All dogs decline in the animal shelter, but some develop problems faster than others. Dogs that come in with behavioral concerns are unlikely to have those problems addressed at the shelter. Dogs are traumatized by the shelter environment. 

When dogs develop chronic negative behavior in the kennel, aggression towards other dogs or people, or other problems, the Animal Services near me sends out a plea to individuals or rescues to help these dogs.

If nobody comes forward to help, Animal Services will have no choice but to euthanize. Continuing to house an animal who is suffering severely in the kennel without behavioral enrichment is not humane.

Wade displayed fearful growing behavior at Animal Services. I took time and got to know Wade at his pace. His behavior improved rapidly until he was friendly with everyone. He was soon adopted from Animal Services.

What does No Kill mean?

Many people are surprised to learn that even at a no-kill shelter, physically healthy dogs are sometimes euthanized. Thankfully the efforts of Animal Services, their fosters, and the help of private rescues, make euthanasia due to overpopulation largely unnecessary in Alachua County.

Dogs may stay at the shelter for 100 days or more, waiting to be rescued, fostered, or adopted. When there are more dogs than space, especially during quarantine, temporary kennels are set up to house overflow dogs.

Animal shelter staff works long hours to make sure that dogs get walked twice a day, play in the yard every so often, and have clean bedding and fresh water and food. Volunteers often help, sometimes working hours at a time to help walk, feed, and engage with the dogs.

Despite the best efforts of staff and volunteers, the shelter is no place for a dog to be for long. Without as much mental stimulation, physical exercise, and social exposure as they need, constantly immersed in the barking and smell of fear from other dogs, dogs decline rapidly.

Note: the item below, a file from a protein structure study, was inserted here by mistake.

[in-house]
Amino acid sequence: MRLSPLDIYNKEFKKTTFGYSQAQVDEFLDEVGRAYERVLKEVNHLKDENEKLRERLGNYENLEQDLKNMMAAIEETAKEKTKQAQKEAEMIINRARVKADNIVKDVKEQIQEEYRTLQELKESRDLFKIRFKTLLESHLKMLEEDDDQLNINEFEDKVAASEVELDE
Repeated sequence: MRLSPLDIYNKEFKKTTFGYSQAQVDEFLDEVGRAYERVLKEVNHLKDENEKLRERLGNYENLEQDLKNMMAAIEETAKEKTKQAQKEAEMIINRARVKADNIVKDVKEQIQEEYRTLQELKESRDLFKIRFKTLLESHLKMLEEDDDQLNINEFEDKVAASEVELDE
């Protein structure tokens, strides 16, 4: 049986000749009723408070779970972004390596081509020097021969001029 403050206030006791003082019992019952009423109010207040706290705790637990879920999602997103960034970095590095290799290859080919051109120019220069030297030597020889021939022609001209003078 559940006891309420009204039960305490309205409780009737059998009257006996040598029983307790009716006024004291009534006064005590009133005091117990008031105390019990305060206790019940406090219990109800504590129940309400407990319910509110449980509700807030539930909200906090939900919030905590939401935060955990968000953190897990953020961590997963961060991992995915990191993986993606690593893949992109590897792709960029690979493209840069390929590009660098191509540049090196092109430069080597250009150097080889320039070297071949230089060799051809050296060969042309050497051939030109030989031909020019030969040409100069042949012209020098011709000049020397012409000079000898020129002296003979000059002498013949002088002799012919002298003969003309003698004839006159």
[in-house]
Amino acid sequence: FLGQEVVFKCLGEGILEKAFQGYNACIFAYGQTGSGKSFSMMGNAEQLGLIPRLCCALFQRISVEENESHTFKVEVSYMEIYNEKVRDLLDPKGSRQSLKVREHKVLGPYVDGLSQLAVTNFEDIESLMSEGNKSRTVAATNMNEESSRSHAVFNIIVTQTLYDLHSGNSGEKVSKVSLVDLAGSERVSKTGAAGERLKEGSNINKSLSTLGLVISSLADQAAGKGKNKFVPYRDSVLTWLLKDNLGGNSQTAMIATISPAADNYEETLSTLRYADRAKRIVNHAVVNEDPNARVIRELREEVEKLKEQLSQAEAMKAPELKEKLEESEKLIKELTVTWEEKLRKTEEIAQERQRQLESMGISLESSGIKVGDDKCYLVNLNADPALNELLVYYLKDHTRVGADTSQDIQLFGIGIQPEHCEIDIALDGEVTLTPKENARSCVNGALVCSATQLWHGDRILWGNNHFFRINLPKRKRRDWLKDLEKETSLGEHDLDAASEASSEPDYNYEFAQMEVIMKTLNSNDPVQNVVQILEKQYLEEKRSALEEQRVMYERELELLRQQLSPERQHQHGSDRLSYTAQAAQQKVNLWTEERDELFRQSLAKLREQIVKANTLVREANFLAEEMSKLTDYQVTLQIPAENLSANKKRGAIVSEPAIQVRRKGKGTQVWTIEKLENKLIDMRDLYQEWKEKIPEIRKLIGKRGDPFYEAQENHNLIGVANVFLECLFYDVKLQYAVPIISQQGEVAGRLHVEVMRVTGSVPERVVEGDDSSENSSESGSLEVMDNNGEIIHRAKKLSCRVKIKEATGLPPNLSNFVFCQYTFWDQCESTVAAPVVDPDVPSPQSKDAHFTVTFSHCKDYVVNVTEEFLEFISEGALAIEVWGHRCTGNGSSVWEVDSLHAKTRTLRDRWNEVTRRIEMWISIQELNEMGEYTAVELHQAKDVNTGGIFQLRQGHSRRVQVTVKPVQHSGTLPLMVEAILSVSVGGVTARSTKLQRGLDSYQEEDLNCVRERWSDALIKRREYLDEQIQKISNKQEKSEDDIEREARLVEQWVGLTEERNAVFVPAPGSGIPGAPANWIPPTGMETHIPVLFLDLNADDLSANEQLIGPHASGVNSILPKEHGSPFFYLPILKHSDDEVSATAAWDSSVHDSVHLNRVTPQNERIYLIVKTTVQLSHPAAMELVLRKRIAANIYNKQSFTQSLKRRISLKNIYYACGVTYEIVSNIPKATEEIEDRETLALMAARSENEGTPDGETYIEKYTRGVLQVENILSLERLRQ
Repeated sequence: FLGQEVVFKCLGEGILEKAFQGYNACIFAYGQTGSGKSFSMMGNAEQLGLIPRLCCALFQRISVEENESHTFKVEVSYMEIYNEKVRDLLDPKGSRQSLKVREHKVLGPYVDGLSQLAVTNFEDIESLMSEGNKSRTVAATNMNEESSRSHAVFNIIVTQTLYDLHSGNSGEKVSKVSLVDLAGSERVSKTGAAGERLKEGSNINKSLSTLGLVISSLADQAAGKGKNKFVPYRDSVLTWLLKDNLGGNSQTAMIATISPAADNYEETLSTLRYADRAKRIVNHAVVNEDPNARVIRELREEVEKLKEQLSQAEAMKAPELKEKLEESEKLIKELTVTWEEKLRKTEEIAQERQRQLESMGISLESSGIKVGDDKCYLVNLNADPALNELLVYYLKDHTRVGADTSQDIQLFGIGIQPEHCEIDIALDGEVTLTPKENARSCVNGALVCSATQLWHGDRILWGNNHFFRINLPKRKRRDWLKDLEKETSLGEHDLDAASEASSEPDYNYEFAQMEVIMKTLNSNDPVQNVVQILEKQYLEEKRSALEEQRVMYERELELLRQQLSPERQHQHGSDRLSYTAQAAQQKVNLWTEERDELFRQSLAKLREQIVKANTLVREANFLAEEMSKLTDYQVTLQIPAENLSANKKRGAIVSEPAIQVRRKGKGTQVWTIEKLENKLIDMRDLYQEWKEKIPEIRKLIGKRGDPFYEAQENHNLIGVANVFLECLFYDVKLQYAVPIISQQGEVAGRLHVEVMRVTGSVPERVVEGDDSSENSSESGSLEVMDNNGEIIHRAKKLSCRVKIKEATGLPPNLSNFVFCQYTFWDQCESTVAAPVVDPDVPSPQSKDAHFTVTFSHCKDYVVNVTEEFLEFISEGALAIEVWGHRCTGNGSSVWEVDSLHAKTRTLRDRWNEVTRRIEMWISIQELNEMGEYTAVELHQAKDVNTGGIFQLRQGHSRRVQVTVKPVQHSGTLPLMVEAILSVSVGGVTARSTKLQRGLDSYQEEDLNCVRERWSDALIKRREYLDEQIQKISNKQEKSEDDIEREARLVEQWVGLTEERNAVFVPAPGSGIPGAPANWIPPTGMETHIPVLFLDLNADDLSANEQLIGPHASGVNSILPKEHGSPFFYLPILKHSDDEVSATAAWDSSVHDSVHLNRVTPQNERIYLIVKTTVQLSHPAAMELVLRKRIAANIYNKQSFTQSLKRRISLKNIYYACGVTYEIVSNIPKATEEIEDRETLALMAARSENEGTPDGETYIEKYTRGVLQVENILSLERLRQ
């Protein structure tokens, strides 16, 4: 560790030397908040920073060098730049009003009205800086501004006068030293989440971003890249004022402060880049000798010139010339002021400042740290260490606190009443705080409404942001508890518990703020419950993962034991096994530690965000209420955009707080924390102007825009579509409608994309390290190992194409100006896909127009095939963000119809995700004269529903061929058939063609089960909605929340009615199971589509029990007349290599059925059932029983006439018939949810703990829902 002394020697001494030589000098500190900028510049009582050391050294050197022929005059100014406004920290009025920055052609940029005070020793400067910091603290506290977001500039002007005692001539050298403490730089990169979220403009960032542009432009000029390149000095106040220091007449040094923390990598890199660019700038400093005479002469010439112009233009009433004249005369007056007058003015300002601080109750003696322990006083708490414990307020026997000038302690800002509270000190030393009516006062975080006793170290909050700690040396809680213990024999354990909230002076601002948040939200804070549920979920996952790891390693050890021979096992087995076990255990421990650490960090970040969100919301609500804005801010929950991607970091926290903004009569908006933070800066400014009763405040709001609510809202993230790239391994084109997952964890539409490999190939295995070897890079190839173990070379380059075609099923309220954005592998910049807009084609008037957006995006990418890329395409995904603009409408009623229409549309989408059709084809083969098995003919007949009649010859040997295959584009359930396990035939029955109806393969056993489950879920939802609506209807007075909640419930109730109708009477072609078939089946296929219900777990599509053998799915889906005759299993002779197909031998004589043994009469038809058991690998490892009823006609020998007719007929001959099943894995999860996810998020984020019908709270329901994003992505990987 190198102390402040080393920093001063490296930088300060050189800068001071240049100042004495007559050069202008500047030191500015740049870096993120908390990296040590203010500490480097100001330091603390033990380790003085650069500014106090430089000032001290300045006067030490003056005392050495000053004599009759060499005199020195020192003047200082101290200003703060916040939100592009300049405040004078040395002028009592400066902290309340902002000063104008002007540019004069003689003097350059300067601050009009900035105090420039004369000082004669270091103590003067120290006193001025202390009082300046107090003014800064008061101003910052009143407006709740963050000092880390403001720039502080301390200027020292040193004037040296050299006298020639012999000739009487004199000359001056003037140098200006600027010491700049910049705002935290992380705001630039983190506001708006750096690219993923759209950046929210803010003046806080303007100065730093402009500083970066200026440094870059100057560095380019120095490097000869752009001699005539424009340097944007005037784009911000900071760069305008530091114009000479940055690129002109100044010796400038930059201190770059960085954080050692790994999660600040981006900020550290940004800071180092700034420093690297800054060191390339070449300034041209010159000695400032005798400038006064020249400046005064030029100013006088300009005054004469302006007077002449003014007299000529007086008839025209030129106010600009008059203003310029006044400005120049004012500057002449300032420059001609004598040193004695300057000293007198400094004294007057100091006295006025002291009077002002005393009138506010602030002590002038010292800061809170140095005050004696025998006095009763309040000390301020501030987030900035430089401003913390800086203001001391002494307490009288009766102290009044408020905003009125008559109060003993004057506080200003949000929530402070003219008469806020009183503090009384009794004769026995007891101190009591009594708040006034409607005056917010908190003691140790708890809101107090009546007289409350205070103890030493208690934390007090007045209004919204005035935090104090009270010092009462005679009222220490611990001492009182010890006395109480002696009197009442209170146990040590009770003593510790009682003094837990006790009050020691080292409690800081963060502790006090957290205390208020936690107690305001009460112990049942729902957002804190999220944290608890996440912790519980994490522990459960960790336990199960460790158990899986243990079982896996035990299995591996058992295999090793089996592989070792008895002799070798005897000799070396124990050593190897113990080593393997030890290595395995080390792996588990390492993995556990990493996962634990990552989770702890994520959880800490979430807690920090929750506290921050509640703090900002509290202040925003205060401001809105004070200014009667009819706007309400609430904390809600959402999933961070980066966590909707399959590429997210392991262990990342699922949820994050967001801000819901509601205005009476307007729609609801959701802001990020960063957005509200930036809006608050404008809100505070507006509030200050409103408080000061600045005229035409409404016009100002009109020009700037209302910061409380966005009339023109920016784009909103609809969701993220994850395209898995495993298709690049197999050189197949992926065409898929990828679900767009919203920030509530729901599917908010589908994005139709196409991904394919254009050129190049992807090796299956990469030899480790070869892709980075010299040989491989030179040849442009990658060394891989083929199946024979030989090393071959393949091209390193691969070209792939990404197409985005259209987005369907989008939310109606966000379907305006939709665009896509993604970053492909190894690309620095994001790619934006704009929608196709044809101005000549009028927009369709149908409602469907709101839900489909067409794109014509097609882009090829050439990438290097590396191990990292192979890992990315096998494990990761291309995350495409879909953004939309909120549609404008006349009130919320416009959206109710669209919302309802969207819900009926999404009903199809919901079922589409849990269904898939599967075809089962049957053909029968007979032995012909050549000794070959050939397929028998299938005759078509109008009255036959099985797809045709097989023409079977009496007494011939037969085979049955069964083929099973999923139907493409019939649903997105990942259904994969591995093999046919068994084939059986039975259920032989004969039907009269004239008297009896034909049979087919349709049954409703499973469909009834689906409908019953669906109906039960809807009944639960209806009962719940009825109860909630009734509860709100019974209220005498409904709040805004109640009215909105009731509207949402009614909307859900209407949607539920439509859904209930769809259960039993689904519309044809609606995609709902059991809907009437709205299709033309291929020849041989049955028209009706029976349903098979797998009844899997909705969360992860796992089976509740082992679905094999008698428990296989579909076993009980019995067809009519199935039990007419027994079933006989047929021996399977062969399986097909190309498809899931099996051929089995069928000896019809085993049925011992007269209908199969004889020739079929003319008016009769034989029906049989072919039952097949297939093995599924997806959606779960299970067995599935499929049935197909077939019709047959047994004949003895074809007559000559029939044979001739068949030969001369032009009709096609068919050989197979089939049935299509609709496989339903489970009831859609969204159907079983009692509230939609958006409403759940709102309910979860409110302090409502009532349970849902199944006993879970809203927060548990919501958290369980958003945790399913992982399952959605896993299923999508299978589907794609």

Joel was extremely fearful at the shelter. He crouched in the interior portion of his kennel, afraid to come out and invisible to potential adopters. He displayed no social signals with people, so it was difficult to determine whether he was able to interact postively or not. He didn’t improve on outings, but with a dedicated foster he improved dramatically and was adopted.

Working with at-risk dogs

I loved Malone and he loved me, but I couldn’t save him in the end

By giving extra attention to the dogs who are declining the most, volunteers can sometimes help to save the dog. Fostering a dog who is displaying even serious behavioral problems at the shelter often resolves the behavioral issues, sometimes seemingly overnight.

Working with dogs who may be euthanized isn’t for everyone. You can’t save them all, and I can assure you that losing one hurts. However, if you want to help the dogs who need it most, your local Animal Services is the place to find them.

Helping any dog helps these dogs

Every dog at your local animal shelter or rescue needs help. Fostering or adopting any dog gives staff and volunteers more time to focus on the dogs who need the most help. If the thought of getting to know and love a dog who may end up being euthanized is unbearable for you, this is perfectly understandable for an animal lover. If you think you can save one or more of these dogs, know that there is a very real need for your help.

Nala was at the shelter longer than most dogs ever are. She never displayed problem behavior, so she was never at risk of being euthanized, but the sheer amount of time she spent there meant it was only a matter of time before she began to decline. She was taken by the Humane Society to an adoption event, and finally adopted, to all of our relief. It is largely due to the efforts of volunteers who took Nala for days and nights out that she was able to handle the stress of the shelter for such a long time.

What can you do?

By fostering or adopting a dog who is declining in the shelter, you can literally save their lives. By working with these dogs in the shelter or taking them for days and weekends out, you can provide more information about how they are outside of the shelter and offer them some relief from the shelter environment, which can buy them time. Save a life. It’s easier than you might think.

Please don’t hesitate to contact me if you’re not sure how to get started.

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